## Quantum Neural Network

A quantum neural network (QNN) is a type of neural network that is implemented using quantum circuits. In a QNN, the basic building blocks of a classical neural network, such as neurons and synapses, are replaced with quantum counterparts that are implemented using quantum gates.

The basic working principle of a QNN is to encode classical data into quantum states, perform quantum operations on these states using quantum gates, and then extract the result in a classical form. This involves the use of quantum feature maps, which are used to encode the classical data into quantum states, and variational quantum circuits, which are used to manipulate these quantum states to perform the desired computations.

In a QNN, the parameters of the variational quantum circuits are optimized using classical optimization algorithms, such as gradient descent, to minimize a cost function that is defined based on the task at hand. This is done iteratively over multiple epochs until the cost function converges to a minimum value.

QNNs have the potential to provide significant speedups for certain tasks, such as pattern recognition and optimization, over classical neural networks. However, they also face significant challenges, such as noise and decoherence, that limit their practical implementation.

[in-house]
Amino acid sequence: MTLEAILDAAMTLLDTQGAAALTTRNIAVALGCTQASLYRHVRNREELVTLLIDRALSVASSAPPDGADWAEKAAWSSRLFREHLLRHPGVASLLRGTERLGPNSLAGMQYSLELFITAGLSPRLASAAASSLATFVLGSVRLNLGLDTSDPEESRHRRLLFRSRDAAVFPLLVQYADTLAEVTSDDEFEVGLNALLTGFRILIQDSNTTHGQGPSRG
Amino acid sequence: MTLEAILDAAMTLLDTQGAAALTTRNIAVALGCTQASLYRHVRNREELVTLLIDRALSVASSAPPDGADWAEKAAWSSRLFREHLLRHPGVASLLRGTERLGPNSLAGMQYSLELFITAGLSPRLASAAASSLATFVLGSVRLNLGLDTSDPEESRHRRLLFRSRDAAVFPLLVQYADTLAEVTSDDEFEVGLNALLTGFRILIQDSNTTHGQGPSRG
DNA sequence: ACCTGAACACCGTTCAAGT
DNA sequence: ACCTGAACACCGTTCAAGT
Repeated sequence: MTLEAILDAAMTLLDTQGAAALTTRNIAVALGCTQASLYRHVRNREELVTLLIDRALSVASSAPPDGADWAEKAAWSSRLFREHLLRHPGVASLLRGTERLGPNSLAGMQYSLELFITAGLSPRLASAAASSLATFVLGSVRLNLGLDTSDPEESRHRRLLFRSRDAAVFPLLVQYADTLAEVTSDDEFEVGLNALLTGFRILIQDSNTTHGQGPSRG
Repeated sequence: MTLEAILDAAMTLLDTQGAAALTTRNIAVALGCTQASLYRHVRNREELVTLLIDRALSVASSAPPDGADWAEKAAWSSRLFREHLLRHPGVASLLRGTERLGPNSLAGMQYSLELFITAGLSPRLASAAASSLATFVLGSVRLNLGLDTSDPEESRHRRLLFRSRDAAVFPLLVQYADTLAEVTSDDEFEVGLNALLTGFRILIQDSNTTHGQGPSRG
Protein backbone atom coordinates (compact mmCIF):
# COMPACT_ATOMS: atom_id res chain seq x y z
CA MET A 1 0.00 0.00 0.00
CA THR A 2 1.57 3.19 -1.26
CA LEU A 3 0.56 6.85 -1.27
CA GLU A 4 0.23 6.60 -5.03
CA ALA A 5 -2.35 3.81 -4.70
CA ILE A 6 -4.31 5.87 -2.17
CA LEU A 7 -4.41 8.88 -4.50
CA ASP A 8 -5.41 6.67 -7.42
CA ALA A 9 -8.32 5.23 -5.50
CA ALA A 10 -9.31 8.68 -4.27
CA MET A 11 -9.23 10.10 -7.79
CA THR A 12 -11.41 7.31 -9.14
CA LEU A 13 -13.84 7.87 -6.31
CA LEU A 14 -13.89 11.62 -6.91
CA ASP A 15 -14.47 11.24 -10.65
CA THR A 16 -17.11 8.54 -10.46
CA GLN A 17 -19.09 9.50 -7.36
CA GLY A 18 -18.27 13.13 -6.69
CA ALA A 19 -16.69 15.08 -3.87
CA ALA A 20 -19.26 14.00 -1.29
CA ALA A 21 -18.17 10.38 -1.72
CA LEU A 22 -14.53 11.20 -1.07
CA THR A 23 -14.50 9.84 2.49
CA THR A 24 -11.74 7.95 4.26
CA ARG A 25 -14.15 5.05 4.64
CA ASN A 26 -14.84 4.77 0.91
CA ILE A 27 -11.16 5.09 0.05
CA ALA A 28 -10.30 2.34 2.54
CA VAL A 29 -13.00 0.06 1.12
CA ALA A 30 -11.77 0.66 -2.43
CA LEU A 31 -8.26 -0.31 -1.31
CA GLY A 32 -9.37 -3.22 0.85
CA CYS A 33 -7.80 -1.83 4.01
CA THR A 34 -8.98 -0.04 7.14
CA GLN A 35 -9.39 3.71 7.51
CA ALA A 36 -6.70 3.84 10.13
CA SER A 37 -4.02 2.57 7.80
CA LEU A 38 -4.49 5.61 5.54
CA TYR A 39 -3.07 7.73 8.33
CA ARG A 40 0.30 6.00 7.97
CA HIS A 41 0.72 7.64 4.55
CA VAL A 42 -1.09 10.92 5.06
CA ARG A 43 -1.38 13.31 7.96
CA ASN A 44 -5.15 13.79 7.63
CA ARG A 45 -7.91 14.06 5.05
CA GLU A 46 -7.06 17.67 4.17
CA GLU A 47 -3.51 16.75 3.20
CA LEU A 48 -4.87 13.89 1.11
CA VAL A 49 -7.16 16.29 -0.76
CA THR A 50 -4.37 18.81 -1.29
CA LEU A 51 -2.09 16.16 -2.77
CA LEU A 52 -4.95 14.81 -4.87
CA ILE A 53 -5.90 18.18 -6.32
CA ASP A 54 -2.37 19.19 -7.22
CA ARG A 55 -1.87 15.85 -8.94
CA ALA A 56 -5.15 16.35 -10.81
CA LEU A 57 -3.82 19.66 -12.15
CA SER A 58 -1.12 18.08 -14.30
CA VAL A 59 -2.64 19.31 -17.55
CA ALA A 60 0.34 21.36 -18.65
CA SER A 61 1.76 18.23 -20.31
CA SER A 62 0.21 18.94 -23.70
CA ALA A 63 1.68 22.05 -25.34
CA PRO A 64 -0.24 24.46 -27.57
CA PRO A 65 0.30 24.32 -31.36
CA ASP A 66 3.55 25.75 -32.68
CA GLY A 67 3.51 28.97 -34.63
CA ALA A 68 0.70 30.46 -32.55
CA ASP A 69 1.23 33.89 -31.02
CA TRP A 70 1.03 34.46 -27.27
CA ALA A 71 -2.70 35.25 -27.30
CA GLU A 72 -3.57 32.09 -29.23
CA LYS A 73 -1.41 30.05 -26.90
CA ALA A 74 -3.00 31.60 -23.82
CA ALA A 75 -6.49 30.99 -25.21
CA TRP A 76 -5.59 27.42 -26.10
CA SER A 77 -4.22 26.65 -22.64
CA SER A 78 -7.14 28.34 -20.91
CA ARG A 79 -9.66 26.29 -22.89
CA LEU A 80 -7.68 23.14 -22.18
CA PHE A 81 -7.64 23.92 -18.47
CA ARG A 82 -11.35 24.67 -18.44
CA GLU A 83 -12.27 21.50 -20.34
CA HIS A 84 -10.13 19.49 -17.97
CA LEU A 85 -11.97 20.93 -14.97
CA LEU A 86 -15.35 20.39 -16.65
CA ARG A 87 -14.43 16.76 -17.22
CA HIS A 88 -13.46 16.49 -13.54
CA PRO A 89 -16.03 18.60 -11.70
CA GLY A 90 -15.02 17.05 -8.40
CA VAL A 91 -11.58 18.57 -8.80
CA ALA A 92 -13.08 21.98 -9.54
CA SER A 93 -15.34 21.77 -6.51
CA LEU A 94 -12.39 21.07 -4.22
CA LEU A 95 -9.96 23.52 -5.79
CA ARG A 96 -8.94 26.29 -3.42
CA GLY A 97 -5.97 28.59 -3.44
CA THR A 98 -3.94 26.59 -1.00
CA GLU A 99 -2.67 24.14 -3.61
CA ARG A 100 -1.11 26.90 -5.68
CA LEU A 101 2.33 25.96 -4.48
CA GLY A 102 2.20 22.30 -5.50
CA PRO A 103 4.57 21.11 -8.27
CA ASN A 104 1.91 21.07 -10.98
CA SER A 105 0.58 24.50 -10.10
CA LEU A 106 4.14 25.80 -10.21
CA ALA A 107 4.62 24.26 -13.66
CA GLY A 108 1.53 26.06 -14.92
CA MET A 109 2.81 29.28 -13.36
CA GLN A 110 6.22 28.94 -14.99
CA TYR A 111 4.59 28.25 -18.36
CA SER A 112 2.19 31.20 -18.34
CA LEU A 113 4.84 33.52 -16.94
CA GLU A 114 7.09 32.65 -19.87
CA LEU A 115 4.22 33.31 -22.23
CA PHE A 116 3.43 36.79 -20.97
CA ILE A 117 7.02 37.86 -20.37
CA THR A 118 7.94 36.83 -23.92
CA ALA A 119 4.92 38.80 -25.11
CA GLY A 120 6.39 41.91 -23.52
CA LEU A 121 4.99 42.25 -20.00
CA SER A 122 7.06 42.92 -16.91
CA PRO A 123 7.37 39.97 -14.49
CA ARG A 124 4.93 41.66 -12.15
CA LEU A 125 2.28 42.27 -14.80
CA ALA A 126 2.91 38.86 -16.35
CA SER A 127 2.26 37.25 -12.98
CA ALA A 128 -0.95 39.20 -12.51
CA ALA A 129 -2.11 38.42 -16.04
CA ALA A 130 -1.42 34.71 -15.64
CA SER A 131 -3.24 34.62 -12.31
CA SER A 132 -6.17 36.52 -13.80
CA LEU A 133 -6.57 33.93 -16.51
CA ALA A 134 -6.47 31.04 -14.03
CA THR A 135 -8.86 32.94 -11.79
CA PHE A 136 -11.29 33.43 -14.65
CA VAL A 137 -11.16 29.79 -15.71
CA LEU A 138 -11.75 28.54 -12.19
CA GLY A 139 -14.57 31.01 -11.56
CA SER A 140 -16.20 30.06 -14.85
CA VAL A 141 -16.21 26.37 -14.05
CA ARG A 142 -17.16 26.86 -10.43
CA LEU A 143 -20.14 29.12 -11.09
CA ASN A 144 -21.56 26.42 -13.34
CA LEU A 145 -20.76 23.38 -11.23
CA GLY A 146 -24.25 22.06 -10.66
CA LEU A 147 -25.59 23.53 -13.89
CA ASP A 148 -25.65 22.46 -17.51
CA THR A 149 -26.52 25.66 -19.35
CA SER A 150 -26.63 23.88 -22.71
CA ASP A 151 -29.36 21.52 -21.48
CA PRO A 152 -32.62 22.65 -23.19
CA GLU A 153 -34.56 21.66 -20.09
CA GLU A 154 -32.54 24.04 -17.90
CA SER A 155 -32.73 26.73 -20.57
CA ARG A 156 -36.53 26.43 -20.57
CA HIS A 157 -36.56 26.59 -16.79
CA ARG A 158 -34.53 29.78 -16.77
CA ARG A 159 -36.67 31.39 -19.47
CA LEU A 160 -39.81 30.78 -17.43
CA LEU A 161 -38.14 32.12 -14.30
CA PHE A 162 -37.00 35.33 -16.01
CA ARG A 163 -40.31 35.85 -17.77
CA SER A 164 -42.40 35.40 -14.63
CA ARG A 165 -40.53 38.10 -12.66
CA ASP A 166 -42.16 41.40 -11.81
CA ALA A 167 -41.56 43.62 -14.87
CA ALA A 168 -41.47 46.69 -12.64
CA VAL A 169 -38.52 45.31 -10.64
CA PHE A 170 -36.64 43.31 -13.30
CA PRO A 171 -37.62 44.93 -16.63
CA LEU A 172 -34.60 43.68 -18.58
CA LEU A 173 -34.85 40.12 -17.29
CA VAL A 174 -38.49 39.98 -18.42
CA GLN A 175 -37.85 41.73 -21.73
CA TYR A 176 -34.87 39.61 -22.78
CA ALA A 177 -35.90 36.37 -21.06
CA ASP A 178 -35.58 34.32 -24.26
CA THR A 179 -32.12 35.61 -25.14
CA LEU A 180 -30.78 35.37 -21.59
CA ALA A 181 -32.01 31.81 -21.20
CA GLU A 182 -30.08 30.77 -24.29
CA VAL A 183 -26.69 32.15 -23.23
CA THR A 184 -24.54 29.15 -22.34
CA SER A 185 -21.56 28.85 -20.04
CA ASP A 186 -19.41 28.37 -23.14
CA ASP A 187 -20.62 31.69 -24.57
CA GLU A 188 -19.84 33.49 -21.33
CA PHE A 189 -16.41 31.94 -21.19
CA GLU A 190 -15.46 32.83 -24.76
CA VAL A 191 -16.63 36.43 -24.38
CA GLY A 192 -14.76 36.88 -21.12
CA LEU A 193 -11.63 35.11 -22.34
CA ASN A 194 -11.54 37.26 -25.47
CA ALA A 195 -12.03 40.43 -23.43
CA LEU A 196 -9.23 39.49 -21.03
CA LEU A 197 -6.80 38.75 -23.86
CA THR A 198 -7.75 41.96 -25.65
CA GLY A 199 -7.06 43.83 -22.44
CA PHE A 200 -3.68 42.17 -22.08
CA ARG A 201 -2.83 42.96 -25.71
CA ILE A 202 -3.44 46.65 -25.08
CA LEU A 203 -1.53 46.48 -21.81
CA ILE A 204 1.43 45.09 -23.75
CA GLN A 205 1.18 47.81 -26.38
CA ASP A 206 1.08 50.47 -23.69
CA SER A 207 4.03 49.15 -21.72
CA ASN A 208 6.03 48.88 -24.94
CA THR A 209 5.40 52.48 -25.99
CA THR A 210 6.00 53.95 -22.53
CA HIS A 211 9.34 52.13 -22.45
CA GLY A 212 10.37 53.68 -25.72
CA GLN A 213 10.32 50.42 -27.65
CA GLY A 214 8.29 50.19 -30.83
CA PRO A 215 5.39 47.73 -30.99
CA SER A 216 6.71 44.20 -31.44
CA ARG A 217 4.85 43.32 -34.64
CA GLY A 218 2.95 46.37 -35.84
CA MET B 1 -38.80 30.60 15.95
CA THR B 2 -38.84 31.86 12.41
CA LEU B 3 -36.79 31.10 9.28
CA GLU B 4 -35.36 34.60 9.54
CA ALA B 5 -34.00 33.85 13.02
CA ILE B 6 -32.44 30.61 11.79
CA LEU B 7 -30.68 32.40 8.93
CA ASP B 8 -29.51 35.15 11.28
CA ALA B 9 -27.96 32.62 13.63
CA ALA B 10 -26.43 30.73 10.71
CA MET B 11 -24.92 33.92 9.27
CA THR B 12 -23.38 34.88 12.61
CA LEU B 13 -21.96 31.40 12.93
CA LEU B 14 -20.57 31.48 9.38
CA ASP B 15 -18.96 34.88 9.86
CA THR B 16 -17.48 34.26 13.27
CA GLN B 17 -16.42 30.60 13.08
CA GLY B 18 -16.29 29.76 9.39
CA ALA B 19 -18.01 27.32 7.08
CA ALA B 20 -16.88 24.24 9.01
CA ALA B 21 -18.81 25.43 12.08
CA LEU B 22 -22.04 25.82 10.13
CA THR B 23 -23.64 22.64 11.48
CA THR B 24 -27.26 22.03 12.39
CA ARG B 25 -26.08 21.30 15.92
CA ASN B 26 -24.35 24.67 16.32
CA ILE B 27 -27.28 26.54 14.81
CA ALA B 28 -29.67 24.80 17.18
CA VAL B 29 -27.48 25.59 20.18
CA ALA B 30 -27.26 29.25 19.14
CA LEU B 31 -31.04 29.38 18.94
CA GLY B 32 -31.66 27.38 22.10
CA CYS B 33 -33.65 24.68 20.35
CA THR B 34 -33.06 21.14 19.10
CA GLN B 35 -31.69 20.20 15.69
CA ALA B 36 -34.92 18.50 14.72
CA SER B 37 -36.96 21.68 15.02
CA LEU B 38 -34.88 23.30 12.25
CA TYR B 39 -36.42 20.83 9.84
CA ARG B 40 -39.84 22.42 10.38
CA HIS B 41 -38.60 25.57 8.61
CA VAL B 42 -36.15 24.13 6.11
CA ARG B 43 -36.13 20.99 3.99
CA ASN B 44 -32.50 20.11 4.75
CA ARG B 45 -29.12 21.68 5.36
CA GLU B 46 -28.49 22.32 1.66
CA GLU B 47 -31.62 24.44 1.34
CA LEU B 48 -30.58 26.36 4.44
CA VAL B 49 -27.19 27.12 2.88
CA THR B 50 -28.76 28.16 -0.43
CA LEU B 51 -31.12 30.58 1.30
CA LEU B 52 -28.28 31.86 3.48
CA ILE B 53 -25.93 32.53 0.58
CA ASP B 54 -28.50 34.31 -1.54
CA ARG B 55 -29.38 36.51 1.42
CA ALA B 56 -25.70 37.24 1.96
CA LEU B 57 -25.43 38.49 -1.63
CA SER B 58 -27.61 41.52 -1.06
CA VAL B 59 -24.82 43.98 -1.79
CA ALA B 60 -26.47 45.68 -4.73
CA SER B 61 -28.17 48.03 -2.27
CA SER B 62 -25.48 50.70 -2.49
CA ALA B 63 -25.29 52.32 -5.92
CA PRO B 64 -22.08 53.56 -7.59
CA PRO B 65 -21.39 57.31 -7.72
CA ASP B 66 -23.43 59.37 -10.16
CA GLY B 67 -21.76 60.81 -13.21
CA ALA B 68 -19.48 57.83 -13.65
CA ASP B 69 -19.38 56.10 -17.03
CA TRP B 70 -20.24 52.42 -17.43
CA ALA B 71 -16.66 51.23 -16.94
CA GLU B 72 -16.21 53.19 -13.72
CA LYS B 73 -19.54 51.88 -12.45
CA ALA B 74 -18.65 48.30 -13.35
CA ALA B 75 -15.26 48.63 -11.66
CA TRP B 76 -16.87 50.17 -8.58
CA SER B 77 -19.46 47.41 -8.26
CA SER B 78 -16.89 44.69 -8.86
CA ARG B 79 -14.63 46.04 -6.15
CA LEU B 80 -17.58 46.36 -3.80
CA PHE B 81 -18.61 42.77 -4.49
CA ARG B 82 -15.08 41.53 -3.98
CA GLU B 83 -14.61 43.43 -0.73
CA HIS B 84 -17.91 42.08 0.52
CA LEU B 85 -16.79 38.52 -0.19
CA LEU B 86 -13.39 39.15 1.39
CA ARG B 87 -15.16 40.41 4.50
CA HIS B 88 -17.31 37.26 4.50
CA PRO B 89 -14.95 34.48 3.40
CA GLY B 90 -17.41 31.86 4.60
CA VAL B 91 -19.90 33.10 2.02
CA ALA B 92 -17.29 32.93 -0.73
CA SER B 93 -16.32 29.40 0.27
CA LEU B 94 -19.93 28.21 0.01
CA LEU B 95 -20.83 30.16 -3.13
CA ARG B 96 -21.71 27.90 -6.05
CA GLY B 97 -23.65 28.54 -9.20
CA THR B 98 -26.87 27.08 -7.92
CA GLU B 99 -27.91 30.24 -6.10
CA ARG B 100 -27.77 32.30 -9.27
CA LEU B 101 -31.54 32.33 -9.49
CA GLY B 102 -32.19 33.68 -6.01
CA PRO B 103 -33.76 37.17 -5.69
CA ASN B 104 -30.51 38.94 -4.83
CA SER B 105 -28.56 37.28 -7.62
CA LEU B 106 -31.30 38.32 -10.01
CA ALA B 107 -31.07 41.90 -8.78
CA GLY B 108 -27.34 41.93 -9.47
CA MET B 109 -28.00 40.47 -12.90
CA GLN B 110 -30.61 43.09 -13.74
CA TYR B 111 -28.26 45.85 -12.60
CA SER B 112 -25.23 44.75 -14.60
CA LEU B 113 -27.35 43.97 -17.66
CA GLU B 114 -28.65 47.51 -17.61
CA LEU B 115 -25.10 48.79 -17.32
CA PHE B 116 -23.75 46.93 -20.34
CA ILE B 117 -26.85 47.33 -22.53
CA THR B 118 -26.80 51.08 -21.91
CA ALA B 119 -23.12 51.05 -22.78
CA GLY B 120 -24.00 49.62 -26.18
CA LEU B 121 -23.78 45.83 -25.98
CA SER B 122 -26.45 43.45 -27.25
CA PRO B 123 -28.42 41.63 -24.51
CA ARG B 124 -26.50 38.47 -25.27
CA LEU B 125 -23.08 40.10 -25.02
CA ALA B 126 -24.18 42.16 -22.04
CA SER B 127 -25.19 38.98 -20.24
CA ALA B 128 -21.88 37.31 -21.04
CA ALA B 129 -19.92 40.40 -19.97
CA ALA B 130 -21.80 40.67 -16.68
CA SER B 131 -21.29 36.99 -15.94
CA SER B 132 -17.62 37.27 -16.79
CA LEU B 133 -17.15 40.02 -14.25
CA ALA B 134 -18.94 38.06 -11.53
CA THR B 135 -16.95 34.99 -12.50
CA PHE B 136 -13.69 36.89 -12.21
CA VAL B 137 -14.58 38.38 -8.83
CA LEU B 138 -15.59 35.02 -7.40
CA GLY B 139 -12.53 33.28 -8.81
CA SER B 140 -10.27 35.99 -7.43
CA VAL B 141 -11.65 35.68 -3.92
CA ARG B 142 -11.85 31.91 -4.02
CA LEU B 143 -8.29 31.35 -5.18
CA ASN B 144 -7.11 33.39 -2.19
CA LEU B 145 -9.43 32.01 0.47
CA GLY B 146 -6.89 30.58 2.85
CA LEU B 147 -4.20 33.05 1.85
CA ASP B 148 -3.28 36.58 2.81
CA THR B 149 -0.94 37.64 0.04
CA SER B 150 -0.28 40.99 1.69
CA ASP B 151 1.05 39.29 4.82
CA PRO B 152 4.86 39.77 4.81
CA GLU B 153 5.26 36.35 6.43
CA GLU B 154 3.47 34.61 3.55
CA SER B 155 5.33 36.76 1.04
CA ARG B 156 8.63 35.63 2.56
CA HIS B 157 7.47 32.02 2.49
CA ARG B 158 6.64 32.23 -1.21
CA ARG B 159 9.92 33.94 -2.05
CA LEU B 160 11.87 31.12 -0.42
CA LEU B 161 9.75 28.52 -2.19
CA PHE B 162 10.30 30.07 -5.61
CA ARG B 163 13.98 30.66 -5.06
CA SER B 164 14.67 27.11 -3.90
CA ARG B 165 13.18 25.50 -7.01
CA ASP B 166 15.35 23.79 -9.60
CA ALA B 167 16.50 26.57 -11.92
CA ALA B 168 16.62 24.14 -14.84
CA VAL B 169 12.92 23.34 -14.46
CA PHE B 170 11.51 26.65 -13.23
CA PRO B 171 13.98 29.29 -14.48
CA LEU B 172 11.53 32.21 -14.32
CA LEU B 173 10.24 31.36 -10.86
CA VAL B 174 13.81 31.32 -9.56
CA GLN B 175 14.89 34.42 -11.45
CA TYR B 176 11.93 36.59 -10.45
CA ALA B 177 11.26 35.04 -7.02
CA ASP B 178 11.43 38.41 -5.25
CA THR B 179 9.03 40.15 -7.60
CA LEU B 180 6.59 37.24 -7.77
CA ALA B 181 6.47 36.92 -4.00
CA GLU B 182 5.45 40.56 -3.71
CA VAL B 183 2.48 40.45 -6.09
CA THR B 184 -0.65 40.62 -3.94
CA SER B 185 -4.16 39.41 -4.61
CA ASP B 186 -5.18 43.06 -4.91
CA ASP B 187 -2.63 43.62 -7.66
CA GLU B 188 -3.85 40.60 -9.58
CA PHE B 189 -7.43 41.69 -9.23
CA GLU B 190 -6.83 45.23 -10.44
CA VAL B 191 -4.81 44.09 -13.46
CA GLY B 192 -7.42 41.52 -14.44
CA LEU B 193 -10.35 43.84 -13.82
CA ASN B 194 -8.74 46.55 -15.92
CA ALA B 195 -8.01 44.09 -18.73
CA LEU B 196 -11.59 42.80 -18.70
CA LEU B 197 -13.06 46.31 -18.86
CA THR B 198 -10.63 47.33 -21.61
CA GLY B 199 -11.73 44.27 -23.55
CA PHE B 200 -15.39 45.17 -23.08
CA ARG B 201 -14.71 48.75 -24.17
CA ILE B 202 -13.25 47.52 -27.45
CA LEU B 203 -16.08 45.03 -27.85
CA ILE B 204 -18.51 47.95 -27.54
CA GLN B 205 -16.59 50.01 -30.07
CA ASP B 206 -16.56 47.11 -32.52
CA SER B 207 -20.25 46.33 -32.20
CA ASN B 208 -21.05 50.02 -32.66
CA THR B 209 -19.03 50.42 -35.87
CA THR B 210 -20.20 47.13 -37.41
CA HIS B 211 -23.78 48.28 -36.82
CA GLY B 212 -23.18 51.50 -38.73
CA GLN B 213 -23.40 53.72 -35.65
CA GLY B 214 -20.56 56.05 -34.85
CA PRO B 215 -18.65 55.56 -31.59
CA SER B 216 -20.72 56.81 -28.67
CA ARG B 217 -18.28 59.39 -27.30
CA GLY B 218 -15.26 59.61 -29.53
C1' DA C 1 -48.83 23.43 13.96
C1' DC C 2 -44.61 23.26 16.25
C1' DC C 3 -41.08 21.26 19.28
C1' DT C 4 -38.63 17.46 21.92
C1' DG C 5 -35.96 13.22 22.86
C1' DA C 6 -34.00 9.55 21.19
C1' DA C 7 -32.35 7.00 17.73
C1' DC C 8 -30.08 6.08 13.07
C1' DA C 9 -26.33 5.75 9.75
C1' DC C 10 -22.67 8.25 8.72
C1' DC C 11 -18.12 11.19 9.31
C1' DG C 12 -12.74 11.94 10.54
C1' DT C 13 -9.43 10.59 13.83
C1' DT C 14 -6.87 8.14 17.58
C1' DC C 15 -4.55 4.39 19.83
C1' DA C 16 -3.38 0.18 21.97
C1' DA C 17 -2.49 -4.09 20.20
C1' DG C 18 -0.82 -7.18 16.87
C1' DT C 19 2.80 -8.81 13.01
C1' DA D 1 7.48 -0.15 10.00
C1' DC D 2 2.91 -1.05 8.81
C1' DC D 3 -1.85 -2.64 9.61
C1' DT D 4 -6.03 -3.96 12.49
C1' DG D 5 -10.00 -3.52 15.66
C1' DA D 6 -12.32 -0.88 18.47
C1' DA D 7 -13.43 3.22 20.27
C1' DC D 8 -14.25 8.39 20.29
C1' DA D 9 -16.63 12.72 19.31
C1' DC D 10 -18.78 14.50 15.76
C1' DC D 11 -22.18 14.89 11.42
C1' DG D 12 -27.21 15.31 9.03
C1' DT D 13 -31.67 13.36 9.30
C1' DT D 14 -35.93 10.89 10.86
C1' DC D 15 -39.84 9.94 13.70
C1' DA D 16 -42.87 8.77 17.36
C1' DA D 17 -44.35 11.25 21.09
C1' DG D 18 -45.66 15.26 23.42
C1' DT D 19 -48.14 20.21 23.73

** **The code below implements a simple neural network using IBM Qiskit, a software framework for building and running quantum programs. This neural network aims to classify flowers from the iris dataset into two classes, using a quantum circuit to perform the classification.

The code starts by importing necessary libraries, including scikit-learn, Qiskit, NumPy, and Matplotlib. Then, it loads the iris dataset, selects the first 100 samples, and splits them into training and testing datasets.

Next, it defines a feature map function, which takes a sample from the dataset and maps it to a quantum circuit. The feature map uses N=4 quantum registers and applies a set of Rx gates to each register with values from the training set. Then, it defines a variational circuit function that applies controlled-not gates and Ry gates to the circuit, using random values of theta as parameters.

After that, it defines a quantum neural network function that uses the feature map and variational circuit functions to build a quantum circuit. It then measures the first register and executes the circuit on a quantum simulator backend to obtain the probability of measuring the “1” state. This probability is used as the prediction of the neural network for a given sample.

The code also defines a loss function, a gradient function, and an accuracy function. The loss function calculates the squared error between the prediction and the target value. The gradient function uses finite differences to estimate the gradient of the loss function with respect to the theta parameters. The accuracy function calculates the percentage of correctly classified samples in the training dataset.